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Encrypted Disks At (Some) Risk To Eavesdroppers

Whether you are using Windows Vista BitLocker, Mac OS X FileVault, Linux-based dm-crypt, or open source disk encryption software TrueCrypt - your data could be at risk to snoops, researchers have found. While it is troubling news, all is not lost.
Whether you are using Windows Vista BitLocker, Mac OS X FileVault, Linux-based dm-crypt, or open source disk encryption software TrueCrypt - your data could be at risk to snoops, researchers have found. While it is troubling news, all is not lost.As reported earlier today by my associate Thomas Claburn, researchers from Princeton University, the Electronic Frontier Foundation, and Wind River Systems have found a way to find disk encryption keys in system RAM.

This means, if you leave your system in either "sleep" or "hibernate" mode, it has been proven that the keys used to encrypt and decrypt files or an entire drive can be found -- still resident in memory -- and used to access private data at will.

Also troubling is that the researchers warn that this attack could be used to snoop on SSL sessions (how Web site communication is commonly secured in transit to and from your PC) as well as DRM technologies (such as is used for eBooks and music files).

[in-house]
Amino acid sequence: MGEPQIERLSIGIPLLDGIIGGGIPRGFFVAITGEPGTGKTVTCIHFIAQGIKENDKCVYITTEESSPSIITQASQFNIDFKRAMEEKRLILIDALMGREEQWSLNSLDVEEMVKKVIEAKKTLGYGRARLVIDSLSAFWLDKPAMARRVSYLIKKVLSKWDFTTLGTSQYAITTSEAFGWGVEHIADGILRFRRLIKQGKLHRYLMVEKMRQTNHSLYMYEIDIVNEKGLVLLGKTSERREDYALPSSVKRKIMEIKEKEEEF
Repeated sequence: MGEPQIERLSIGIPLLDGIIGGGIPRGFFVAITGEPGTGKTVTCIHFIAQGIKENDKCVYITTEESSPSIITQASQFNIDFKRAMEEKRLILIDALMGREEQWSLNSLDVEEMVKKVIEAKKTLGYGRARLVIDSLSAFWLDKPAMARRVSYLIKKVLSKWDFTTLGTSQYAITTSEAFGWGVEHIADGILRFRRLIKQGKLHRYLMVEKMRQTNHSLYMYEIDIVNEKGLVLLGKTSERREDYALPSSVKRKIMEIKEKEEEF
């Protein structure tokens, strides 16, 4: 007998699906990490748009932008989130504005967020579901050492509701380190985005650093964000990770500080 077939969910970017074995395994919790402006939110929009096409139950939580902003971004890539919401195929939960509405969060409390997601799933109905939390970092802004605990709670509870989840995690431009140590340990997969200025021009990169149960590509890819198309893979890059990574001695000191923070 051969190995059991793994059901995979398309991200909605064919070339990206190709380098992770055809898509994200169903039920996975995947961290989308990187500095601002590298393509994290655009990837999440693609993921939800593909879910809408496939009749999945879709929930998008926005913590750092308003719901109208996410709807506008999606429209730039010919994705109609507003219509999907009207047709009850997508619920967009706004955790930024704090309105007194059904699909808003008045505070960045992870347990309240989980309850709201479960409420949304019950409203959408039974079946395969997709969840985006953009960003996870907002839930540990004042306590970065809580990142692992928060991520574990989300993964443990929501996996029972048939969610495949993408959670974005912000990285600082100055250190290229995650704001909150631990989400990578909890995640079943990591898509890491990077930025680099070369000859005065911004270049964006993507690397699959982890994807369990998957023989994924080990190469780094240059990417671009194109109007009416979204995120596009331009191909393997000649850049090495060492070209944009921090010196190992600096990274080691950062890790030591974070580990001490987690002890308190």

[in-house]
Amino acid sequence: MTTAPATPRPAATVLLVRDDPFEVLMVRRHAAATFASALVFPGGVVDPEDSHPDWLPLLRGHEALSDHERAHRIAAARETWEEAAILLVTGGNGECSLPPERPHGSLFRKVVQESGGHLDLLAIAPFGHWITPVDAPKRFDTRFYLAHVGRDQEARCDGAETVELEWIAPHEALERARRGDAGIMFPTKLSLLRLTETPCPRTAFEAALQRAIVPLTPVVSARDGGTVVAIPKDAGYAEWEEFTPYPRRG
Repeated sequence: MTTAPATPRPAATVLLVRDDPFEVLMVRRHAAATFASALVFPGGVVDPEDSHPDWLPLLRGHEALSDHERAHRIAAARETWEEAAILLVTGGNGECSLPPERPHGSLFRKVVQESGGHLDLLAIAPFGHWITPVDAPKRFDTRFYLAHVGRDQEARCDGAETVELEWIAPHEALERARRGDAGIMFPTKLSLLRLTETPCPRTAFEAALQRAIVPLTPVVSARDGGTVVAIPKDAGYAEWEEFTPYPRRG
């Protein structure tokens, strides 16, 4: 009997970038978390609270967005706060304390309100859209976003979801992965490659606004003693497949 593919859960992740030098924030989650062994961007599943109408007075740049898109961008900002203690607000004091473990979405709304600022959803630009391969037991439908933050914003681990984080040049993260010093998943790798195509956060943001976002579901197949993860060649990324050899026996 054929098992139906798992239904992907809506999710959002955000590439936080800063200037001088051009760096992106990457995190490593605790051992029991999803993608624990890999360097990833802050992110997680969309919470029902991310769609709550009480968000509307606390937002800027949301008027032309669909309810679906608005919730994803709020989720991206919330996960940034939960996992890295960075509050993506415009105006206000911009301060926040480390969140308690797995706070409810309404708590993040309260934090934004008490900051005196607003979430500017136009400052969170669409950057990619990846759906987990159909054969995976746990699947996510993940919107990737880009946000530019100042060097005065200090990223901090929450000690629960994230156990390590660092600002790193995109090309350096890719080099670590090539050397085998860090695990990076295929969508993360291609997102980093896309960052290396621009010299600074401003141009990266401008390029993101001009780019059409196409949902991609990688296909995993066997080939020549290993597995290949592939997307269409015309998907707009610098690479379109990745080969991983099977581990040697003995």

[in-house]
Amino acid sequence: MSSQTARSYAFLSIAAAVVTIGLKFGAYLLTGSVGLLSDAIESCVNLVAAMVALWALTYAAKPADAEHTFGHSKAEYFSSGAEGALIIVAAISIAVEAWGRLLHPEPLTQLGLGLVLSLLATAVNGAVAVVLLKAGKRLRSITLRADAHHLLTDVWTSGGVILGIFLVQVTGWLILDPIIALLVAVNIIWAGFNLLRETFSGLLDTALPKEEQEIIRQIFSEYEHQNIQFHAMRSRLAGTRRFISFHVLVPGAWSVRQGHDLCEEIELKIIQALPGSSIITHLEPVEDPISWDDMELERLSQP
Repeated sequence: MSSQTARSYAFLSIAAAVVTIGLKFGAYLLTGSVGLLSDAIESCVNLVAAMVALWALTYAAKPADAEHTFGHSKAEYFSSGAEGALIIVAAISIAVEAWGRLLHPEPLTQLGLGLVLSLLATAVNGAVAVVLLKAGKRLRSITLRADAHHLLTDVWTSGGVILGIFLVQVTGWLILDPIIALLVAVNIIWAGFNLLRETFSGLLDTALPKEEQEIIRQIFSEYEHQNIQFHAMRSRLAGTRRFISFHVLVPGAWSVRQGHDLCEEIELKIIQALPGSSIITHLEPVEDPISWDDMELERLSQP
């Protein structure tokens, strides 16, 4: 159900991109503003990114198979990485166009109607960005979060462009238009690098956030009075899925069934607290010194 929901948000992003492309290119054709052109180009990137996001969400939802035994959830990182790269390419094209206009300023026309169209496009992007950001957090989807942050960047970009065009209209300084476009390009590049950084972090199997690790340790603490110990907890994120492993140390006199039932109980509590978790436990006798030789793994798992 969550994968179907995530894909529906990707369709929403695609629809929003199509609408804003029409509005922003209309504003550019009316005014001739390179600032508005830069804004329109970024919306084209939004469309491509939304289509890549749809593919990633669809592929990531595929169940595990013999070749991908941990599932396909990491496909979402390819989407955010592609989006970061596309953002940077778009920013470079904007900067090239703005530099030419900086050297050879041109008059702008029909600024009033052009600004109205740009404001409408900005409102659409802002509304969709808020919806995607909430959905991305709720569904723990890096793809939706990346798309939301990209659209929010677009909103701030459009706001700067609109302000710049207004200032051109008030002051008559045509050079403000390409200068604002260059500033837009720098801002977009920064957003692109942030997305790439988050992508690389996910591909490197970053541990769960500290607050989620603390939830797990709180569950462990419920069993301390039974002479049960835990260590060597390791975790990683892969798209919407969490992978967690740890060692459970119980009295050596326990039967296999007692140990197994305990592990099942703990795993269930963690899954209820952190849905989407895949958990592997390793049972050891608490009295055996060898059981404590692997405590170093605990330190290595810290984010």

It's important to note that it's not the encryption scheme, which is the mathematical algorithm used to scramble legible information into gibberish, that has been proven vulnerable. It's how all data is stored in RAM that creates the condition. And by using software to scan RAM for private encryption keys, after either booting from across a network, external, or USB drive, the secret keys can be uncovered, for a short period of time, after the machine has been turned off.

A system still getting power, such as in hibernate mode, is vulnerable to this attack.

What all of this means is that walking away from your system in an office, hotel room, or any place you don't feel secure: relying on the system's automatic screen saver password, or going into sleep mode isn't safe enough. You have to turn the system off, and if you're really concerned, wait a few minutes until the RAM has no more power. What's more, the researchers found, is that the length of time that residual files remain available in RAM memory, including crypto keys, can be extended through the use of giving DRAM modules a cold blast of compressed air.

None of this is going to change my behavior much. I'm still going to continue using TrueCrypt. Only I'll now shut my system off when leaving it unattended in a hotel room, or other place I don't feel secure. And I'll keep an eye out for strangers rapidly approaching me armed with little more than a can of GasDuster.

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